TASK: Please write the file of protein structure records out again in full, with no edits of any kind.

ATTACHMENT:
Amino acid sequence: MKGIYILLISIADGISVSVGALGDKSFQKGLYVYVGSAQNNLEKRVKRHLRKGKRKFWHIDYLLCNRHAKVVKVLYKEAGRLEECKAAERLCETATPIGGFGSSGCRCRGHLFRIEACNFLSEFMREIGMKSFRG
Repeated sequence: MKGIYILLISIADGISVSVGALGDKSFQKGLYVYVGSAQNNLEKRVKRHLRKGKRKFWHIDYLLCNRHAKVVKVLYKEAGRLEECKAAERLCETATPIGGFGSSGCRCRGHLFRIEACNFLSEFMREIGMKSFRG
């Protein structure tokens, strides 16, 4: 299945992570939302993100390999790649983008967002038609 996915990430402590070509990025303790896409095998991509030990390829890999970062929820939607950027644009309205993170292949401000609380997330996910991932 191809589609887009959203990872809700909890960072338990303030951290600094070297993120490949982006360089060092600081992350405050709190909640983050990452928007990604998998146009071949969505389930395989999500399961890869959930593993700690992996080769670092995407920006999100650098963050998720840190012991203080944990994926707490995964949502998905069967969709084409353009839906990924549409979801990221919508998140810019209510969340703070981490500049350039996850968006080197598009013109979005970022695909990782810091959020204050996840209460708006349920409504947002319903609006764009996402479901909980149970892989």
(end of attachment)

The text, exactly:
Amino acid sequence: MKGIYILLISIADGISVSVGALGDKSFQKGLYVYVGSAQNNLEKRVKRHLRKGKRKFWHIDYLLCNRHAKVVKVLYKEAGRLEECKAAERLCETATPIGGFGSSGCRCRGHLFRIEACNFLSEFMREIGMKSFRG
Repeated sequence: MKGIYILLISIADGISVSVGALGDKSFQKGLYVYVGSAQNNLEKRVKRHLRKGKRKFWHIDYLLCNRHAKVVKVLYKEAGRLEECKAAERLCETATPIGGFGSSGCRCRGHLFRIEACNFLSEFMREIGMKSFRG
């Protein structure tokens, strides 16, 4: 299945992570939302993100390999790649983008967002038609 996915990430402590070509990025303790896409095998991509030990390829890999970062929820939607950027644009309205993170292949401000609380997330996910991932 191809589609887009959203990872809700909890960072338990303030951290600094070297993120490949982006360089060092600081992350405050709190909640983050990452928007990604998998146009071949969505389930395989999500399961890869959930593993700690992996080769670092995407920006999100650098963050998720840190012991203080944990994926707490995964949502998905069967969709084409353009839906990924549409979801990221919508998140810019209510969340703070981490500049350039996850968006080197598009013109979005970022695909990782810091959020204050996840209460708006349920409504947002319903609006764009996402479901909980149970892989």